Molly on the cart - study 2 Molly on the cart - study 3
I kept staring at the sky and the edge of the woods making up the horizon where the sun just disappeared. The air became considerably cooler, and the mist was starting to settle in. This had to be one those sunsets that are best watched from three, maybe five thousand feet up in the air. Not only do you get to see the sunset, but you get to watch the whole world around you turn dreamlike, and a little surreal as it settles in for the night.
I finished my chew bar and noticed that Hopmeric started to sniff around on the ground. "Hey, Joey, let's go for a little ride," I said and turned on the hover stand. "Where are you going?" asked Abby in my earpiece. "We'll go to the perimeter and look for some fresh grass. I think Hopmeric's getting hungry," I responded. "OK, I'll watch the radar for you; keep the flame on. At least try to keep the owls away," said Pancake. Joey tried to get Hopmeric to follow him onto the stand, and he did. Where we sat under the ship resembled a desert moonscape. That's what our landing did to this spot. We still had some light in the sky, so I thought we could venture out. We ignited the flamethrower, and we kept close to the hover-stand. We got to a spot where the grass and wildflowers were doing fine, and Hopmeric had a blast. Joey nomed the wild chamomile and talked to "Hop," as he called him now, the entire time. We had all the hyssop, daisies, and wood cranesbill that we could stand. My breath smelled like a garden.
Hopmeric study
I tore out as much of the fresh grass as I could to take back to the ship.
"Is anybunny watching the infrared cameras?" I asked. "Um, we got a few, faint signatures, no movement though ... and you're the brightest spot on the screen," came back Pancake. Like Joey, I had the bipeds in the back of my mind. I didn't fancy getting surprised by a sharp stick in my hide.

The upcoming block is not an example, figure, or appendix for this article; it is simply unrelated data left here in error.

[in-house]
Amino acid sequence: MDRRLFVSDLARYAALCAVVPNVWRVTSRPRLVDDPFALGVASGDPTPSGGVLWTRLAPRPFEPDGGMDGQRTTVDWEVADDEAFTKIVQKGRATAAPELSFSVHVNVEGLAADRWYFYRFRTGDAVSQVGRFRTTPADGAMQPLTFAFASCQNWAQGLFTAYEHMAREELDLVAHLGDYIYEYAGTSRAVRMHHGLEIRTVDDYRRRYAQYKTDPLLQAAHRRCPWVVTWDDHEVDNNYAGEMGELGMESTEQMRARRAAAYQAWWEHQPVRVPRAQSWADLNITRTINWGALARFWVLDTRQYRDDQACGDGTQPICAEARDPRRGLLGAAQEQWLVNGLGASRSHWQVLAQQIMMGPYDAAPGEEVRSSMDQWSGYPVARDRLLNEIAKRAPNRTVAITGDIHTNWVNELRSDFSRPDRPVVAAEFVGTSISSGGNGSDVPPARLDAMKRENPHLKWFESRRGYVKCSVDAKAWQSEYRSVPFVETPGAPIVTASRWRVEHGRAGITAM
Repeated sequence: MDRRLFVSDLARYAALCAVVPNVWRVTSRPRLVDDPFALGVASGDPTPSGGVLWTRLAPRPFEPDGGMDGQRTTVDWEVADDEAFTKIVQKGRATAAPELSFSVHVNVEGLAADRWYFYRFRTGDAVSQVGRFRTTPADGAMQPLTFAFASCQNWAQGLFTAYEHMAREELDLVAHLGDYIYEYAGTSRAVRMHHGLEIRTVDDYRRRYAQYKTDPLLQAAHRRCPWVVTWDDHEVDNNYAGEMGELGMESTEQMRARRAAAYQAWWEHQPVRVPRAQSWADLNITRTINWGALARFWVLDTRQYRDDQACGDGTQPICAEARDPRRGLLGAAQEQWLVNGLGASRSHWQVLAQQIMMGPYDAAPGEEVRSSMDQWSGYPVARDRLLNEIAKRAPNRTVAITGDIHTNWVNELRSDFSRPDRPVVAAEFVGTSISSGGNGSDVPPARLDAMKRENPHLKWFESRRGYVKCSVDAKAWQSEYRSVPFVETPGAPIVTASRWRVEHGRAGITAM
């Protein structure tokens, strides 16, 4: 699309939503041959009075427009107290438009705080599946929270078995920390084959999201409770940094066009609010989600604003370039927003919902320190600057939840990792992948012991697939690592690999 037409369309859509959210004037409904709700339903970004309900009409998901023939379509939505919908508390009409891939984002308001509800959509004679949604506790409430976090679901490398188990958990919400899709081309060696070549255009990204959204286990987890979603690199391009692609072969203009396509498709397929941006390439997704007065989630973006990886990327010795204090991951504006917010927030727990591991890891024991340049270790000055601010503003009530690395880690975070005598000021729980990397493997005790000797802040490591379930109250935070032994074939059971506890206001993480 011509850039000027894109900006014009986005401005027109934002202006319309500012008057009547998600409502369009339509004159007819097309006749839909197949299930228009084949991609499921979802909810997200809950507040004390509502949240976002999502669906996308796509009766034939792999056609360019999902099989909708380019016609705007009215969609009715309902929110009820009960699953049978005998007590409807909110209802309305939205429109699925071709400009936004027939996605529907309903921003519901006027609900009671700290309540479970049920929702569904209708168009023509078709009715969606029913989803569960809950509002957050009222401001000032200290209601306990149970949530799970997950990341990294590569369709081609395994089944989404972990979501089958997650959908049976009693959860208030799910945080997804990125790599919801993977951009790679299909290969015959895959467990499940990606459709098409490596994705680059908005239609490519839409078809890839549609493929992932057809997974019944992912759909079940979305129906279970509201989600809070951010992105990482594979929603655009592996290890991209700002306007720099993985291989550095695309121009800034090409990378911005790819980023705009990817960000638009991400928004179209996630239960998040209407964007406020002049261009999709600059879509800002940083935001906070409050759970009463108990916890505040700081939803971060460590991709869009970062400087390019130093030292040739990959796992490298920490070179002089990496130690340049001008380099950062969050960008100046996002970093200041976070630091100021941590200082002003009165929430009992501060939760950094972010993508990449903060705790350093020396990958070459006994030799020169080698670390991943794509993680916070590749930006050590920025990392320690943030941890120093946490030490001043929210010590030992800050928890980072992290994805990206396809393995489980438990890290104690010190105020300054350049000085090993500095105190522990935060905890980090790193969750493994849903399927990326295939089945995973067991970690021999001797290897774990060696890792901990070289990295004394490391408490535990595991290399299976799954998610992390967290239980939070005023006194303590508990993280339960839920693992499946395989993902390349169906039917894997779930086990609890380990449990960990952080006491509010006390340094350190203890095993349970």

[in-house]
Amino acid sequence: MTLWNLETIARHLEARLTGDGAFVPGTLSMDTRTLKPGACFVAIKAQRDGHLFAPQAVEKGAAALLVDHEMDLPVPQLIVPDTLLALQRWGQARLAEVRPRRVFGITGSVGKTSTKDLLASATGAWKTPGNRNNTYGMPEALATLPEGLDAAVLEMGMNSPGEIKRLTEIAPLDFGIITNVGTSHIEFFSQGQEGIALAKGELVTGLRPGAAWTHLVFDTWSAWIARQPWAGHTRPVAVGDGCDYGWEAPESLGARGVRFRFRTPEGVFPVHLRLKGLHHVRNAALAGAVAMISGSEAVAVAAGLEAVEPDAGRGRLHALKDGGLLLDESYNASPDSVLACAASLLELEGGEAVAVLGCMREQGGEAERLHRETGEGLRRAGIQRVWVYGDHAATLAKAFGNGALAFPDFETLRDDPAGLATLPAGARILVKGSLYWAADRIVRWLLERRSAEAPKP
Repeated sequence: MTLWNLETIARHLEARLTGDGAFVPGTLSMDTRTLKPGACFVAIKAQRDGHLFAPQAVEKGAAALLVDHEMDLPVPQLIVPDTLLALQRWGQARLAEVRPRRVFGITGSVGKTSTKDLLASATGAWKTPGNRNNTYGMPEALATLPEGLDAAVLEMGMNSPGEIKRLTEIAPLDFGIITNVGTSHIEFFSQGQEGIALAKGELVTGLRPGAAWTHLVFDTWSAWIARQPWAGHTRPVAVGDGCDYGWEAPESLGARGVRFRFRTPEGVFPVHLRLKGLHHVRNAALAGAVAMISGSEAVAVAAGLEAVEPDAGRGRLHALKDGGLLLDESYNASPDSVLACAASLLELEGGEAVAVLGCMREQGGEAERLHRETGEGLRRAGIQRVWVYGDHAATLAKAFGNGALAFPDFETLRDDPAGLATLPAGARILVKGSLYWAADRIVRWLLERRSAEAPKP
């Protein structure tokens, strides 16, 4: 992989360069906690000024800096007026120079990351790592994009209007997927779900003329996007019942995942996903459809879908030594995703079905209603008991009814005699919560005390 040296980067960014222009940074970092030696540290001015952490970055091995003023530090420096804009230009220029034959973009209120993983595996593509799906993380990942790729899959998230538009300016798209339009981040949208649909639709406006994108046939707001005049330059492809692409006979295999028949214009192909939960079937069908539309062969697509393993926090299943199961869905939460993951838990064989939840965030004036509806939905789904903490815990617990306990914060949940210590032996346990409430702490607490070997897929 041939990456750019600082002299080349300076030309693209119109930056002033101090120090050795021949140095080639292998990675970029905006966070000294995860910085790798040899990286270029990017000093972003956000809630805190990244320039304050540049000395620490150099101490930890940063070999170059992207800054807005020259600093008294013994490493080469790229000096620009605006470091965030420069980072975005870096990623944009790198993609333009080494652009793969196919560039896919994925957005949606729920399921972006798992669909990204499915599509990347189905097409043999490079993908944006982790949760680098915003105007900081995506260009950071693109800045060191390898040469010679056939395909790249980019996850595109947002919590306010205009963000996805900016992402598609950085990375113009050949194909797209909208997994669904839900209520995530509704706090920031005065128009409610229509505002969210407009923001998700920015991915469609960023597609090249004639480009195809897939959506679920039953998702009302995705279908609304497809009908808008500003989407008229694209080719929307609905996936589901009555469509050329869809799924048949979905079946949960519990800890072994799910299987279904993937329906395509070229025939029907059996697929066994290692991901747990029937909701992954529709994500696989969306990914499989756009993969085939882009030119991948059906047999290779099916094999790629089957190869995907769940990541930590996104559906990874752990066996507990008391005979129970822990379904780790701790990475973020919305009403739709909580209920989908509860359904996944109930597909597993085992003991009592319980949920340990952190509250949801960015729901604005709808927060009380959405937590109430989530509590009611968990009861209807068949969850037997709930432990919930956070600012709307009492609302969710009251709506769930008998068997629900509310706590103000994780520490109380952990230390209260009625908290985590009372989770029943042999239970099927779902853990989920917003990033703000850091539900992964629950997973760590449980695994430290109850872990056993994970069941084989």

When we returned to the ship, everybun enjoyed the fresh, wild greens and we caught up on the status of our chores. The "reactor crew" was exhausted and knocked off for the night right away. Joey and I stayed up for a bit longer. Joey wanted to get on the sim, and I needed to get going on the numbers we needed to get to orbit.
Toes, Joey and Hopmeric at the consoles Mr. Toes
Joey convinced Hopmeric to get up on the couch of the console next to him. He took a checklist he had to work with and explained it to Hopmeric from start to finish. "Major, I tell you, Hop would make a great pilot. He's a natural!" Joey was getting excited, "If he only had a half a chance, I tell you! Half a chance! Why don't we bring him with us?" Joey pressed on.
"Don't even think about it, Joey. You'll be missing an ear; Molly will see to that," I dumped some cold water on his idea.
I tried to work on the trajectory math, but my head was getting fuzzy. I shut down my station, turned down all the lights, and looked outside at the starry night. Behind me, Joey kept on talking to Hopmeric unabated. He went on and on about all the buttons and switches on his console. Maybe it's better that Hopmeric couldn't understand a word Joey was saying to him, or he might have died of boredom. He didn't understand any of that, did he?